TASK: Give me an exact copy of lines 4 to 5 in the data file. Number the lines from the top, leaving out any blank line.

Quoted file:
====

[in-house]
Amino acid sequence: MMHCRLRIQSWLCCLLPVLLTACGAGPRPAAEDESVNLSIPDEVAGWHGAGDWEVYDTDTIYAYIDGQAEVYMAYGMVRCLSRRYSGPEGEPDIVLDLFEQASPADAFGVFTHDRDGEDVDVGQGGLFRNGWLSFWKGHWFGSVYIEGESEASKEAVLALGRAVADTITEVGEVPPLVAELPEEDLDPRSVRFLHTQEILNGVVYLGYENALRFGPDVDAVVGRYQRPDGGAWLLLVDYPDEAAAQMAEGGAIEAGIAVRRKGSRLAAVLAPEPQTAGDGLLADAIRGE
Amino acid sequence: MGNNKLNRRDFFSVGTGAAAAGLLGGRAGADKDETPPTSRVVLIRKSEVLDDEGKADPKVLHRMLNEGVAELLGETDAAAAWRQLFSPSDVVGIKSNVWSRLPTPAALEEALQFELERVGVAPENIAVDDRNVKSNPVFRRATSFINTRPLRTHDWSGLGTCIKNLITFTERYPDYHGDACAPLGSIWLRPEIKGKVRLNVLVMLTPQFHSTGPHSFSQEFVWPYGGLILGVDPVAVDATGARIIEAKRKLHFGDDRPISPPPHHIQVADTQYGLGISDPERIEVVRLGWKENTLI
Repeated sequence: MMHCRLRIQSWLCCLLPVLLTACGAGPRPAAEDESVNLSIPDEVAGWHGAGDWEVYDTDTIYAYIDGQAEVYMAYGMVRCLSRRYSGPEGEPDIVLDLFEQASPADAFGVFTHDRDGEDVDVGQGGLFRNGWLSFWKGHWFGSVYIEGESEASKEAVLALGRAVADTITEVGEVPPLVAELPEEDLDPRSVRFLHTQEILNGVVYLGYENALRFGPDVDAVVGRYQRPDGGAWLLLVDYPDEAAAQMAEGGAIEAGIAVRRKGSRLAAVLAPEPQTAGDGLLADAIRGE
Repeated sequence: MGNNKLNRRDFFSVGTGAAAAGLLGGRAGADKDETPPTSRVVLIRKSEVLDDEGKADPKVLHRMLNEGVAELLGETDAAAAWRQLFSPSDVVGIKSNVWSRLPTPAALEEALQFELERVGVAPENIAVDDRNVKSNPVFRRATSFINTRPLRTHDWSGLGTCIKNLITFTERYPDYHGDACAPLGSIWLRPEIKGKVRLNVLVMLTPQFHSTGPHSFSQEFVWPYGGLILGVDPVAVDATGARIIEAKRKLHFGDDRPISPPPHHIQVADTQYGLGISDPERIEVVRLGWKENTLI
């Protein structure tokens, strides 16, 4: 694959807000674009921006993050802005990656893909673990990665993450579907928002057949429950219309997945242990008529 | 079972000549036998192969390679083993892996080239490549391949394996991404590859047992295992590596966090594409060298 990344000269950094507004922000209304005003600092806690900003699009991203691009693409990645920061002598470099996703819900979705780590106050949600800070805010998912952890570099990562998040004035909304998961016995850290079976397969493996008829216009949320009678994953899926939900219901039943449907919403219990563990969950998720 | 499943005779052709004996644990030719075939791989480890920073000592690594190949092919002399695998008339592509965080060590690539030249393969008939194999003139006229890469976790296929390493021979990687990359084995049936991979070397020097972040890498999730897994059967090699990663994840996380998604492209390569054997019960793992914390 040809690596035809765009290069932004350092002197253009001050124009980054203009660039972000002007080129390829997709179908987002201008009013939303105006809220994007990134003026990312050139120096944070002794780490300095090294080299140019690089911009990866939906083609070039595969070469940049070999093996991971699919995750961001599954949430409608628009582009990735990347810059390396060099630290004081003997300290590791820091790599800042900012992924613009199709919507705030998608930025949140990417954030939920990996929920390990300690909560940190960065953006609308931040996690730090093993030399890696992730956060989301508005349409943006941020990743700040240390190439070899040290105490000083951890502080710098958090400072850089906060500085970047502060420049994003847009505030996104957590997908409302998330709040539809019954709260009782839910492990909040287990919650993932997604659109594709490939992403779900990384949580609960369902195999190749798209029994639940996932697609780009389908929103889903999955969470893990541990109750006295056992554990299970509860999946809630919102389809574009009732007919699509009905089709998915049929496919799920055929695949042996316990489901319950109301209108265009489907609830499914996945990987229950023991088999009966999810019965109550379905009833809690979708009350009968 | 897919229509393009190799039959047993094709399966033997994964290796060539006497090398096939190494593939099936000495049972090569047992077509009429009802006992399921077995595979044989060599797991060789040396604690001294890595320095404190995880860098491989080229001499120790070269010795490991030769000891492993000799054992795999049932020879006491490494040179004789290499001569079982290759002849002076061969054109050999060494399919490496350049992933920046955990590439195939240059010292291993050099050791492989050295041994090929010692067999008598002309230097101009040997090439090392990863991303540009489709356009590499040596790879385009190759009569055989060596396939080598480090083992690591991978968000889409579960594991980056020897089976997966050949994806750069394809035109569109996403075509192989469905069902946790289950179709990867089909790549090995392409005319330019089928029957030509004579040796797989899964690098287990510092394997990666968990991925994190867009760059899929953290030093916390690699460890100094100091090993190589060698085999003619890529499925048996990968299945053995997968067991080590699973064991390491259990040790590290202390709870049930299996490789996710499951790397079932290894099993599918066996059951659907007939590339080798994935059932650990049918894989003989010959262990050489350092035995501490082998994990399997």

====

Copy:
Repeated sequence: MMHCRLRIQSWLCCLLPVLLTACGAGPRPAAEDESVNLSIPDEVAGWHGAGDWEVYDTDTIYAYIDGQAEVYMAYGMVRCLSRRYSGPEGEPDIVLDLFEQASPADAFGVFTHDRDGEDVDVGQGGLFRNGWLSFWKGHWFGSVYIEGESEASKEAVLALGRAVADTITEVGEVPPLVAELPEEDLDPRSVRFLHTQEILNGVVYLGYENALRFGPDVDAVVGRYQRPDGGAWLLLVDYPDEAAAQMAEGGAIEAGIAVRRKGSRLAAVLAPEPQTAGDGLLADAIRGE
Repeated sequence: MGNNKLNRRDFFSVGTGAAAAGLLGGRAGADKDETPPTSRVVLIRKSEVLDDEGKADPKVLHRMLNEGVAELLGETDAAAAWRQLFSPSDVVGIKSNVWSRLPTPAALEEALQFELERVGVAPENIAVDDRNVKSNPVFRRATSFINTRPLRTHDWSGLGTCIKNLITFTERYPDYHGDACAPLGSIWLRPEIKGKVRLNVLVMLTPQFHSTGPHSFSQEFVWPYGGLILGVDPVAVDATGARIIEAKRKLHFGDDRPISPPPHHIQVADTQYGLGISDPERIEVVRLGWKENTLI